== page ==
The Companionship of Books

The Companionship of Books : Essays in Honor of Laurence Berns

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This volume is a collection of essays by various contributors in honor of the late Laurence Berns, Richard Hammond Elliot Tutor Emeritus at St. John's College, Annapolis. The essays address the literary, political, theological, and philosophical themes of his life's work as a scholar, teacher, and constant companion of the "great books." Included are essays interpreting biblical books, as well as books by Homer, Herodotus, Aeschylus, Sophocles, Euripides, Plato, Virgil, Dante, Spinoza, Milton, Rousseau, Darwin, Dostoevsky, Nietzsche, Camus, and H.G. Wells. Like their honoree, the essayists aim at understanding such books as their authors wished them to be understood-for the light they shed on universal and timeless questions about God, nature, and human life which animated the authors themselves and which they saw fit to share, elegantly and eloquently, with thoughtful readers. Each essay is, in its way, a model of how to read and reflect on the writings of the great authors.
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Product details

  • Hardback | 308 pages
  • 154.94 x 226.06 x 27.94mm | 566.99g
  • Lanham, MD, United States
  • English
  • 0739150464
  • 9780739150467

Table of contents

Chapter 1 Introduction Part I. Athens and Jerusalem Chapter 1: "In the Beginning ... " Chapter 2: The Mazkir Chapter 3: The Philosophy of Socrates or the Gods the City Believes In Chapter 4: The Transformation of Courage in Plato's Laches Part II: Literature Ancient and Modern Chapter 5: Herodotus and Homer on Helen: An Essay on History and Poetry Chapter 6: Treason and Parricide Chapter 7: For Love of One's Teachers: Dante, Virgil, and Paganism Chapter 8: How One Philosophizes with a Scalpel: Darwin, Nietzsche, and Wells's The Island of Doctor Moreau Chapter 9: Literature and the Moral Universe: Camus's The Stranger and Dostoevsky's Crime and Punishment Part III: The Turn to the New World Chapter 10: Spinoza's Defense of the Bible: A Model of Modern Statesmanship Chapter 11: America's Debt to John Milton Part IV: The Return to First Things Chapter 12: The Essence of Babel: Rousseau on the Origin of Languages Chapter 13: The Domestication of Nature: A Reading of Darwin's The Origin of Species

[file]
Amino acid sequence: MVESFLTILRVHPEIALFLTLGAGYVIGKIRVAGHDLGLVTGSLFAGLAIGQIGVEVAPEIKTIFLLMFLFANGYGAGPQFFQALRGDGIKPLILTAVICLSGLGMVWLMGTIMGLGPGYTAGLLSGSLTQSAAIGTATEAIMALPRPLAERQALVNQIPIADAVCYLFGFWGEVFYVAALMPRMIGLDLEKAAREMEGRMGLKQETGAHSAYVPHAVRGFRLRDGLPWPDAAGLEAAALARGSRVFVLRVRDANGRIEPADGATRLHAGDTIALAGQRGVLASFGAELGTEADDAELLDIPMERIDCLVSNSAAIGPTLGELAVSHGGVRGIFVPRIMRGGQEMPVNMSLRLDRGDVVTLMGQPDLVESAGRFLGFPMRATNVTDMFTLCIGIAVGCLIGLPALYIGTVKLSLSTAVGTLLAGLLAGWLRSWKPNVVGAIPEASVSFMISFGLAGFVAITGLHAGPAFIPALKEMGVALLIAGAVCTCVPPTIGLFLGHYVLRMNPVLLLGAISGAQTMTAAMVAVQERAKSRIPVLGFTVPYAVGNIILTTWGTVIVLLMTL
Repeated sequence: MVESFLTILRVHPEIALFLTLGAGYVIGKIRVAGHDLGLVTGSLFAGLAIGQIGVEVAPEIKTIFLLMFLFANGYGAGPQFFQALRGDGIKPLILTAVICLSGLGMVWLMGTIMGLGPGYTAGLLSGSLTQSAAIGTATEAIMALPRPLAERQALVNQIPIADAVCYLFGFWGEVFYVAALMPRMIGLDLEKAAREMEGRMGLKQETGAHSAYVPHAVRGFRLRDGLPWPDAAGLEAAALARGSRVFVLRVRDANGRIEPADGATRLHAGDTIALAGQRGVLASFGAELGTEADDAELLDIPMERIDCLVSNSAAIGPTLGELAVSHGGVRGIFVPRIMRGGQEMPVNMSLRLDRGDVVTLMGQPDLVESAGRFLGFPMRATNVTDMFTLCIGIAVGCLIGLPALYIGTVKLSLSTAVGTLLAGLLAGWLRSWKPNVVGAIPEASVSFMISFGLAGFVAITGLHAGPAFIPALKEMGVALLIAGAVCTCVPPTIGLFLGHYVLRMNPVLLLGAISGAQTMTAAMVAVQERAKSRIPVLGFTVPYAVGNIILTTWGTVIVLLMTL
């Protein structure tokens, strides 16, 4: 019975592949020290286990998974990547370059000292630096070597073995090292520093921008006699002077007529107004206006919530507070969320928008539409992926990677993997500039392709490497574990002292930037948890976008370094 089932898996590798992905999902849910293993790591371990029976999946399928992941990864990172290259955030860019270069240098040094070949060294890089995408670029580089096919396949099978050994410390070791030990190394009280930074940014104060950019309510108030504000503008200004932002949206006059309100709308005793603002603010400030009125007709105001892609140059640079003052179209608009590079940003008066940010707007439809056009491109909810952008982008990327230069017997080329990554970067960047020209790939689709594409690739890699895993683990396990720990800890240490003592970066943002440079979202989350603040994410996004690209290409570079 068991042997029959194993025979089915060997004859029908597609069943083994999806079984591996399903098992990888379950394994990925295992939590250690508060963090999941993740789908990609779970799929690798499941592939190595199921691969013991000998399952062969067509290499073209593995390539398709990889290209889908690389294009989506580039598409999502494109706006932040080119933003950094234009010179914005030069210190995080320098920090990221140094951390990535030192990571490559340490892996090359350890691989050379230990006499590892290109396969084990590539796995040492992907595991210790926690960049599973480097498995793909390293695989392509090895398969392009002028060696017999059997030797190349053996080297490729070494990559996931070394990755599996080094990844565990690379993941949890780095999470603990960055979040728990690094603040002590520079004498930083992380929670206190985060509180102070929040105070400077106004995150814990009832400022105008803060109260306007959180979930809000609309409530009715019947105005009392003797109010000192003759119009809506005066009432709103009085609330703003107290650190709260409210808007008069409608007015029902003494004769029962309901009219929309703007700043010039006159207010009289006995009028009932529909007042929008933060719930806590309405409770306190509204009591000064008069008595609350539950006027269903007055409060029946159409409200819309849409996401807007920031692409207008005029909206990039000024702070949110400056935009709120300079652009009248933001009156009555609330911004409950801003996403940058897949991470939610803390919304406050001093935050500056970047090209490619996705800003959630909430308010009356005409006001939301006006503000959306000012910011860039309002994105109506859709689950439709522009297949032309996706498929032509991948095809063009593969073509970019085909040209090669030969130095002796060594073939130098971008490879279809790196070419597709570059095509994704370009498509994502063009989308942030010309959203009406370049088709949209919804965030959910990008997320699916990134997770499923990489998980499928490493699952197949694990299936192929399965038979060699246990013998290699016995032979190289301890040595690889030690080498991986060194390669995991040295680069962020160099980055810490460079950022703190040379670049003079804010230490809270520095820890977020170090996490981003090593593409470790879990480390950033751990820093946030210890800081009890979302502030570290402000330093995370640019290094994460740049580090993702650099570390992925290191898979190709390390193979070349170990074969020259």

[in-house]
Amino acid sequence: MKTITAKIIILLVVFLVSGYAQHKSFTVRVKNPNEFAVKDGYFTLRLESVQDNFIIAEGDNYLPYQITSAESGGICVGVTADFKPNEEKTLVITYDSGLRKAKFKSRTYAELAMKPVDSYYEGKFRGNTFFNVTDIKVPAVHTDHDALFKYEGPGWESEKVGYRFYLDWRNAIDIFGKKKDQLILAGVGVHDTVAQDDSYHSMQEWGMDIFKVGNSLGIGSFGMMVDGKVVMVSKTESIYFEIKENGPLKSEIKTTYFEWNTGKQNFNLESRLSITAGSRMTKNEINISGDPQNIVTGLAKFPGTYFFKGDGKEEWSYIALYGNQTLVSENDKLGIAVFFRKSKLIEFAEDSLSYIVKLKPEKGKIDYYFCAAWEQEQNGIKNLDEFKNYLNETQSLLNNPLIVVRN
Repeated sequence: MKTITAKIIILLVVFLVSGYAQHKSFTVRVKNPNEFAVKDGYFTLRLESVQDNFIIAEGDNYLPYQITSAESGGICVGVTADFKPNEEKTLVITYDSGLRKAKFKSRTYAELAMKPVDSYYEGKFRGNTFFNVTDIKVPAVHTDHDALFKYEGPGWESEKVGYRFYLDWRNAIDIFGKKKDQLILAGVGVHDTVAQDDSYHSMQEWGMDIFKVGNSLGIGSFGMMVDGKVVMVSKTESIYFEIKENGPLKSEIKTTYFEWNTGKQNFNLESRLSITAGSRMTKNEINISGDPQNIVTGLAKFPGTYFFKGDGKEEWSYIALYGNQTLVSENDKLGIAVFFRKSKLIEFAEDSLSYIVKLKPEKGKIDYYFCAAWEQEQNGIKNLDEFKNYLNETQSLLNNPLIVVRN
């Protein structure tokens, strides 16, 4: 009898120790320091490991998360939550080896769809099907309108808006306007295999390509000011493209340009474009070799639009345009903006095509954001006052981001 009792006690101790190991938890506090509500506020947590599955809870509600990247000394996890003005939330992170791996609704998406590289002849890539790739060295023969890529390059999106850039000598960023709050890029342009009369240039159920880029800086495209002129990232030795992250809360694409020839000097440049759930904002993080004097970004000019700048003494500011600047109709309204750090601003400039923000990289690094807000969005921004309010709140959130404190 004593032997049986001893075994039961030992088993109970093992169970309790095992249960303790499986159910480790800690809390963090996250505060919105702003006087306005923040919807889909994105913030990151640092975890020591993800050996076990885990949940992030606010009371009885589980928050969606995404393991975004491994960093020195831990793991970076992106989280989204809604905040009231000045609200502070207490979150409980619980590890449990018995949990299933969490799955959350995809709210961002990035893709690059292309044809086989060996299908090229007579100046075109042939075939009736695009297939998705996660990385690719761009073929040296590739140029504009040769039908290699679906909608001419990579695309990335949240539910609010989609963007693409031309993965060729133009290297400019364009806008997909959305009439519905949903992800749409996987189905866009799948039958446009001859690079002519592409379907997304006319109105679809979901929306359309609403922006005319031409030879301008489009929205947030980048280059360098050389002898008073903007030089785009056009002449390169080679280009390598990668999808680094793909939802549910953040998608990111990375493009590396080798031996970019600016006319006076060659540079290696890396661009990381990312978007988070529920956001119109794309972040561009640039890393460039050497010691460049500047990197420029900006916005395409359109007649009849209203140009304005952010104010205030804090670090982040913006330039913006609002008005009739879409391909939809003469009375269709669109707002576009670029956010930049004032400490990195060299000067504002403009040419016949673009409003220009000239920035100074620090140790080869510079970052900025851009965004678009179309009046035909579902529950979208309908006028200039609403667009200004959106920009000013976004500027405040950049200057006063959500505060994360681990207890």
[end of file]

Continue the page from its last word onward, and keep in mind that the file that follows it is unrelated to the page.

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Review quote

This collection is inspired by Laurence Berns, 'scholar, friend, and teacher,' whose thoughtful and probing spirit is reflected in each essay and whose breadth of interests is exhibited by the range of the whole-from the Bible, Plato and Herodotus, Dante and Milton, Spinoza and Rousseau, to Darwin, Nietzsche, and Dostoevsky. In their illuminating introduction, Martin Yaffe and Joshua Parens show us how Laurence Berns was drawn, and drew others, into philosophical conversation with the great books. In continuing that conversation, the editors and authors of these essays pay a fitting tribute to him. -- Ronna Burger, Tulane University This collection of short but penetrating essays is a feast for the inquiring mind. Topics range from medieval and more recent re-interpreters of the Bible (including Spinoza), to Herodotus and Homer on the causes of war, to studies of the classical tragedians and Socrates, to arguments of Milton, Rousseau, and later literary and scientific works. One sees how a fresh approach to the 'great books' breeds careful but often surprising instruction, not least as to such modern writers as Camus, Dostoyevsky, Darwin, and H.G. Wells. The editors had said to the authors: write something that Laurence Berns 'might enjoy reading.' They did. The result is a tribute rare in thoughtfulness, in importance of topic, and in consistency of quality. -- Robert Faulkner, Boston College The Companionship of Books is a wonderful collection of essays borne in the spirit of a teacher and scholar whose own deep friendship with books extended across a remarkable expanse of the Western tradition. Its essays are impressive not only for their philosophical penetration, but also because they draw out fascinating conversations between great writers across time. It should be of interest to anyone who wishes to rekindle old philosophical friendships, discover new ones-and partake of an enriching exchange between great readers and writers alike. -- Natalie Elliot, Southern Methodist University
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About Alan Udoff

Alan Udoff is professor of philosophy and Jewish studies at St. Francis College. Martin D. Yaffe is professor of philosophy and religion studies at University of North Texas. Sharon Portnoff teaches at Connecticut College.
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